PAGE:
Anyone who has lived in Egypt has come to realise that, in any situation, we have the uncanny ability to find humour in everything. We’re a very comedic culture by nature, so why is it that Egyptian pop-culture no longer has a comedic voice of truth?
Just to be clear, I’m not saying that our mainstream comedic voice isn’t funny enough – I’m saying that it relies very heavily on slapstick, pranks and cheap laughs. It’s very difficult to find an intelligent or controversial joke in Egyptian comedy films.
Things in Egypt have been pretty tragic for a few decades and comedy has been our light in the darkness. Comedy transcends cultural and social barriers and reaches every member of society. To be honest, our sense of humor may have evolved as a coping mechanism, but that doesn’t matter – we have it.
So…what is comedy? It seems to be the ability to evoke an unexplainable, involuntary bodily reaction. What is laughter? I literally have no idea, but I know it’s awesome when it happens. I might not know how it happens, but I know that comedy can be an incredibly powerful tool.
Ancient Greece was the birthplace of theatre, with three genres having emerged; tragedy, comedy, and the satyr play (basically a burlesque show on crack). With time, the duality of comedy and tragedy became kind of a big deal. Genres are not defined by their content; they’re distinctive perspectives on life, they impact how we tell stories.
As an art form, comedy has been manipulated to do many things; it can be used to make people happy, or to sell things – every single Ramadan ad that isn’t trying to emotionally manipulate you is trying to make you laugh – or to discuss things and communicate ideas that simple debate would not do justice to, a la Jon Stewart. Anything can be funny, which is why ‘free’ comedic mediums exist – like sketch shows and stand-up. Having popular mediums entirely dedicated to comedy has shown us the kind of potential it has. There are dedicated artists who work every day to figure out what will make you laugh and how they can do it.
It’s really easy to get a cheap laugh. Slapstick comedy is what you see every time someone slips on a banana or gets a pie to the face. It’s pretty great if you’re five years old, but any older and you’re just an idiot – unless someone is REALLY getting hurt – and I’ll admit that I often find myself laughing agreeably and it’s hilarious. Just ask the Jackass guys; it’s an empire based on extreme slapstick.
Most Egyptian public storytelling mediums rely on slapstick, pranks, and the ‘iffei’ – that one-liner that cracks everyone up. We haven’t intellectualised it or helped it develop; we just reuse and recycle what was funny ten years ago. It’s not sustainable and it certainly isn’t going to stick.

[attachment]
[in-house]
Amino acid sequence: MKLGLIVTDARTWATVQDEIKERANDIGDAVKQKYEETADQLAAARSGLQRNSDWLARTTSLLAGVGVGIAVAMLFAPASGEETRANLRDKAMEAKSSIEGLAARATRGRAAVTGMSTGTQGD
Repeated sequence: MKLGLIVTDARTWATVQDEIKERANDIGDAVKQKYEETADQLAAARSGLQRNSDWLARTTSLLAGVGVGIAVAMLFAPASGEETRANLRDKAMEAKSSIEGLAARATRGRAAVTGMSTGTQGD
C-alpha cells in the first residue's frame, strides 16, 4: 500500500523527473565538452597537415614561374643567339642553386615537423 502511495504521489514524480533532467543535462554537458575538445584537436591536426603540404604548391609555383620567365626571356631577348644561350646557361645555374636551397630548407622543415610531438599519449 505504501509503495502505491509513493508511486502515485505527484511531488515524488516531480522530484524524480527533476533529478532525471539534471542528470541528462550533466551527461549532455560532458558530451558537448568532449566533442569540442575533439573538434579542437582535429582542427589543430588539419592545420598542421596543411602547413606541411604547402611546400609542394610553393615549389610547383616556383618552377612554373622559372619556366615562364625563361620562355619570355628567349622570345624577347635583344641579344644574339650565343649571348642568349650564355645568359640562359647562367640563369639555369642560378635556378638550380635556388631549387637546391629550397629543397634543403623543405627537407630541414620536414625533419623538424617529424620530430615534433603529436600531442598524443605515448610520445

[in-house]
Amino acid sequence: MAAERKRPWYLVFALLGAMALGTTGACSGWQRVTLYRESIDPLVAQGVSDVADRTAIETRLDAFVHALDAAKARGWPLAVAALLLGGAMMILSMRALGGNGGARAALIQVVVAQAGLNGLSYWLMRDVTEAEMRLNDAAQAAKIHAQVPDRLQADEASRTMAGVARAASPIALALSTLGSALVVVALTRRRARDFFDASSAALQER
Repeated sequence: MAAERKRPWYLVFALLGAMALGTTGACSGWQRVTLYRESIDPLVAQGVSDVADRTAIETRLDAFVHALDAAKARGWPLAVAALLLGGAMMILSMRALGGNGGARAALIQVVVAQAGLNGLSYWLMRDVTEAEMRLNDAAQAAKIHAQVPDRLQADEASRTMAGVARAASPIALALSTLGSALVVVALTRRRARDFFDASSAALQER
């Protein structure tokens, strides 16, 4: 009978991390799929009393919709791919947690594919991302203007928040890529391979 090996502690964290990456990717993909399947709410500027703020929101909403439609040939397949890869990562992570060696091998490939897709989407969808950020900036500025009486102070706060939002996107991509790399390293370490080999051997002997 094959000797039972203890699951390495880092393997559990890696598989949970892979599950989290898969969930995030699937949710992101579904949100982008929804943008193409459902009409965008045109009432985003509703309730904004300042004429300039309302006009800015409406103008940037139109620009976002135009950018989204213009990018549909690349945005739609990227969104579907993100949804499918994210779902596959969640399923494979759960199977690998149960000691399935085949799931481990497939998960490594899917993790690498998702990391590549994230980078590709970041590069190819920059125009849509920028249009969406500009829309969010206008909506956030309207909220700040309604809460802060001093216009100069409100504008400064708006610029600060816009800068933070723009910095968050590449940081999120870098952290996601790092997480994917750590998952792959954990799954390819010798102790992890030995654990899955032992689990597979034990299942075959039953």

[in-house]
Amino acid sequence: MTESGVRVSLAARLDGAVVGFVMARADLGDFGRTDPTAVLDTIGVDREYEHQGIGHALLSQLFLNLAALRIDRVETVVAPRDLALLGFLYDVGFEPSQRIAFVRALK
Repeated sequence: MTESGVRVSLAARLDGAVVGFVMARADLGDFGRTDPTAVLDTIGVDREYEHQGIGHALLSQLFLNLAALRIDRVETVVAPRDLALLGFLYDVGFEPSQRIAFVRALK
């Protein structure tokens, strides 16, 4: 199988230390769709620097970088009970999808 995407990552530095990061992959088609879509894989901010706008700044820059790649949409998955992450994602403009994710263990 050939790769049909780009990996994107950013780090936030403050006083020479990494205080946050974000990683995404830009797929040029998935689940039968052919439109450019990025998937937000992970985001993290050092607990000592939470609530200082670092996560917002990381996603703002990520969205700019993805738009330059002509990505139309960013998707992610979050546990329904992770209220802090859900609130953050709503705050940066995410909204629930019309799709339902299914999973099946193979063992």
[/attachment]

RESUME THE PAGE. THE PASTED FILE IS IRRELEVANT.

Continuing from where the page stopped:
The comedy that really sticks is the clever kind. I’m not telling you to make a joke about quantum physics; I’m talking about the humor that surprises you. The joke comes out of left field and you don’t know how to process it in your brain but your body knows what to do – you laugh, you’re overwhelmed. This type of humour can be timeless and can be used to say really powerful things.
A few years ago, we had a revolution. An Egyptian doctor decided to use the Daily Show format to discuss what was happening in Egypt. He quickly became one of the biggest names in Egypt. What he was doing wasn’t globally groundbreaking, innovative, or new – but Egypt hadn’t seen it before.
He used comedy and fearless, honest, hilarious dialogue to spread truth. He spoke about politics, culture and society in a way that made people laugh and got them through an incredibly difficult time. He helped people see things in a new way, while highlighting all the crazy and ridiculous things that some of us had come to accept as normal. He delivered important messages, like, ‘hey, things really suck and people are doing crazy things but it’s so ridiculous it’s hilarious’. As long as you can laugh, all hope is not lost.
Good comedians – Louis C.K, George Carlin – talk about things that are taboo. They make them acceptable to talk about beyond our living rooms. They talk about things that society makes us scared to talk about. In a way, these people are saving us by making ideas more accessible.
Bassem Youssef did the same thing in Egypt. People started talking about things because he talked about them. Talking about Bassem Youssef became a political conversation in and of itself, because he brought to the forefront of our collective consciousness the debate of free speech in Egypt. He criticised political leaders in a culture where that was simply not an avenue to be taken – until, you know, he wasn’t allowed to anymore because some entities are exempt from criticism.
On the internet, Egyptians have literally mastered the art of the meme and the Vine. But we don’t seem to have any comedians reflecting the radical opinions and thoughts and jokes that exist online. I’m pretty sure it has something to do with fear but I could be wrong. Stand-up or sketch comedy as a part of Egyptian culture doesn’t really exist. Stand-up collective, Al Hezb El Comedy, has made headway over the last few years, but even they have found more acclaim abroad. Our comedy is personal, between groups of friends and family we laugh like maniacs, but our comedy is strictly limited in the mainstream to film and television.
So where are all the Bassem Youssefs? Where is the chain-reaction of comics unabashedly coming out and talking about the dudes that got arrested in the bathhouse a few months ago? Or any of the other million insane things that happen in this country on a daily basis? Are people scared of getting arrested for making people laugh at the ‘wrong’ things? I am not a comedian and I don’t work in comedy currently. I do not feel like I have the expertise to answer these questions but I will be speaking to such people and finding out everything I can – stay tuned.
By Yousef Adris